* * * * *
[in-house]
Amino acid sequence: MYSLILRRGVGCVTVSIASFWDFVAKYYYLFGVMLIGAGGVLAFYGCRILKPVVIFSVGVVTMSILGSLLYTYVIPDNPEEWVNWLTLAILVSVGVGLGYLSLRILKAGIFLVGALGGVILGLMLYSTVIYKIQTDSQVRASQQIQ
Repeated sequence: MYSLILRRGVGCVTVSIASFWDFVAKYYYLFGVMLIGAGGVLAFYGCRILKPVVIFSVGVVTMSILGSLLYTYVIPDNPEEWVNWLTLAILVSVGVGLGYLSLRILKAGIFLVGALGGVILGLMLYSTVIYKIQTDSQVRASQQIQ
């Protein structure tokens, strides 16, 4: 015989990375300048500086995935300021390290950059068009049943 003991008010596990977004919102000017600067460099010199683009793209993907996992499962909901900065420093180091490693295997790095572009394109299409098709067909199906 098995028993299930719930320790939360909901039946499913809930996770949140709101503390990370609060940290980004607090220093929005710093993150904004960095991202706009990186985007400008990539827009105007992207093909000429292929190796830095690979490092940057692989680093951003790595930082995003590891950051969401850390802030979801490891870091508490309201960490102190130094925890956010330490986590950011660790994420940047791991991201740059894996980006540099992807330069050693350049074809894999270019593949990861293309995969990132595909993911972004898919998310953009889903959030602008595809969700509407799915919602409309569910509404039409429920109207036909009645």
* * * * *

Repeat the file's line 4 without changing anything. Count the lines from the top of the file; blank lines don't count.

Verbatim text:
């Protein structure tokens, strides 16, 4: 015989990375300048500086995935300021390290950059068009049943 003991008010596990977004919102000017600067460099010199683009793209993907996992499962909901900065420093180091490693295997790095572009394109299409098709067909199906 098995028993299930719930320790939360909901039946499913809930996770949140709101503390990370609060940290980004607090220093929005710093993150904004960095991202706009990186985007400008990539827009105007992207093909000429292929190796830095690979490092940057692989680093951003790595930082995003590891950051969401850390802030979801490891870091508490309201960490102190130094925890956010330490986590950011660790994420940047791991991201740059894996980006540099992807330069050693350049074809894999270019593949990861293309995969990132595909993911972004898919998310953009889903959030602008595809969700509407799915919602409309569910509404039409429920109207036909009645």